VICTORIA — The two top officials in British Columbia's legislature deny allegations of overspending and questionable expenses in written responses to a report by the Speaker.
A communications firm representing the two men confirmed documents posted to the Vancouver Sun website on Friday are the responses submitted to the Legislative Assembly Management Committee on Thursday. The committee has not yet decided whether to make the responses public and is scheduling a meeting next week to discuss the matter.
Sergeant-at-arms Gary Lenz and clerk of the house Craig James say in separate and detailed responses that they have done nothing wrong and wish to return to work.
James says the report by Speaker Darryl Plecas is not only inaccurate but illogical, saying he cannot fathom why the Speaker would have approved his expenses if he harboured concerns about them.
He includes an email allegedly from Plecas confirming approval of James's expenses from a recent business trip to the United Kingdom. The email was sent after the Speaker reviewed his expenses in detail in his office and expressed no concerns, James says.
"The report goes out of its way to smear my character," James says in his 24-page response.
"It contains opinions and innuendo which are neither accurate, nor fair. It attributes statements to me which I never made, and conduct in which I never engaged."
The Speaker's report released Jan. 21 alleges the two officials claimed expenses for overseas trips and personal purchases, and that they received inappropriate payouts of cash in lieu of vacation in the hundreds of thousands of dollars.
Plecas said Friday he will provide a detailed reply to both officials' responses at the next committee meeting and declined further comment.
The two officials were placed on administrative leave in November after members of the legislature learned of an ongoing RCMP investigation.
Lenz says in his 62-page response that the expenses he charged were legitimate and reasonable. Every trip was for business purposes, he flew economy class and the legislature did not pay for his wife when she joined him, he says.
"The trips that I took were not boondoggles," Lenz says in the document posted on the Sun website. "They were for important business of the legislative assembly — part of an ongoing program to improve security and business continuity in face of threats like the shootings at Parliament in Ottawa ... and natural disasters."
The two men address an allegation in the report that a $3,200 wood splitter and a $10,000 trailer were bought by the legislature and delivered to James's home. The report says both men used the device to split wood and the Speaker was told it was purchased in case firewood was needed at the legislature in a crisis.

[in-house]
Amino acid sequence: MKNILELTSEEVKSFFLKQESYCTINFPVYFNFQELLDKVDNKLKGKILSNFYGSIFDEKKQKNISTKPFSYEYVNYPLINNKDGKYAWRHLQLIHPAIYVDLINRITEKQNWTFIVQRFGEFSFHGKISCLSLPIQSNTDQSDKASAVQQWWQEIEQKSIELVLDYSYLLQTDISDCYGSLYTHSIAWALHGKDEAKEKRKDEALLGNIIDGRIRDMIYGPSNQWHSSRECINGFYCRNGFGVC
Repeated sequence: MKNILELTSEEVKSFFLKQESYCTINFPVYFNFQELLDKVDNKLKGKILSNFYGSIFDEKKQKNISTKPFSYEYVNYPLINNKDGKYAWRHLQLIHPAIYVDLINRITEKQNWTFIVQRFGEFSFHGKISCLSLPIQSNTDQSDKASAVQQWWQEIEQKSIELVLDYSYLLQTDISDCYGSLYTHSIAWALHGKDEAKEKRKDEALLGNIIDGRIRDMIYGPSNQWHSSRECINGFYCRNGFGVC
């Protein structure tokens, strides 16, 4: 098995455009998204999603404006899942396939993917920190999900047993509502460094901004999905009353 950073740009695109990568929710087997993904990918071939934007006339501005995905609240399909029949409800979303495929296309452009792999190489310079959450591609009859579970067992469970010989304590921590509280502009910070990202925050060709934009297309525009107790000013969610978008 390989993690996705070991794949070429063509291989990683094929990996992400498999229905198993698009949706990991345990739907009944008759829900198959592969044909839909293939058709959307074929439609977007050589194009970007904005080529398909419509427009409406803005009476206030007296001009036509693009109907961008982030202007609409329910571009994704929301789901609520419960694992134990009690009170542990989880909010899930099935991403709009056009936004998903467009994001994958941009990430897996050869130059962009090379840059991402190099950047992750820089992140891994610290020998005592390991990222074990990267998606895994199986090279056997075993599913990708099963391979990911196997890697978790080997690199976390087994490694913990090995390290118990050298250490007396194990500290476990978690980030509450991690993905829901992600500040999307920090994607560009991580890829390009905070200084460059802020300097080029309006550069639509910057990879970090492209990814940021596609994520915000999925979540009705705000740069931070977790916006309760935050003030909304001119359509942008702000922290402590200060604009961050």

Lenz says at no time has he used or even seen the wood splitter and trailer. The purchase was a part of the legislature's emergency preparedness and business continuity program, he said.
James says it was no secret that the items were stored at his house as he was told that a concrete pad and path for the trailer would take a couple months to construct.
The officials also address allegations that thousands of dollars worth of liquor was misappropriated from the legislature.
Lenz says the Speaker, clerk and sergeant-at-arms maintain a supply of alcohol for use at official functions. An incident referred to in the report happened in 2013, he says, when the clerk loaded unopened boxes and bottles of alcohol into his truck on two occasions.
"This was done openly in the middle of the day," Lenz says in the response obtained by the Vancouver Sun. "I assumed at the time that the alcohol was unused and being returned."
James says he took some alcohol — not $10,000 worth, as alleged in the report — along with some personal effects to former Speaker Bill Barisoff's house where he was scheduled to meet with him on legislature-related matters. Barisoff provided him with a cheque addressed to the legislature to reimburse it for the alcohol, he says.
The Speaker's report also alleged that James asked Plecas to sign a document entitling him to a life insurance policy worth three times his annual salary. James denies any impropriety related to the request, adding if the Speaker thought it inappropriate he didn't have to sign it.
James also responds to an allegation that he purchased an expensive piece of luggage in Hong Kong and charged it to the legislature. He says the item was to be available for anyone at the legislative assembly who needed it for travel.
However, James does accept that some personal magazine subscriptions should not have been charged to the legislature and he promises to reimburse the money. The Speaker's report alleged the clerk expensed more than $5,000 in digital and print magazines, including "Arizona Highways" and "Electric Bike Action."
Both men say they had to respond to the Speaker's report in a short time and without access to records and their office staff.
James says he had no opportunity to explain why the concerns raised in the report are not well-founded before his reputation was demolished by a "one-sided and inaccurate" document.
— By Laura Kane in Vancouver
The Canadian Press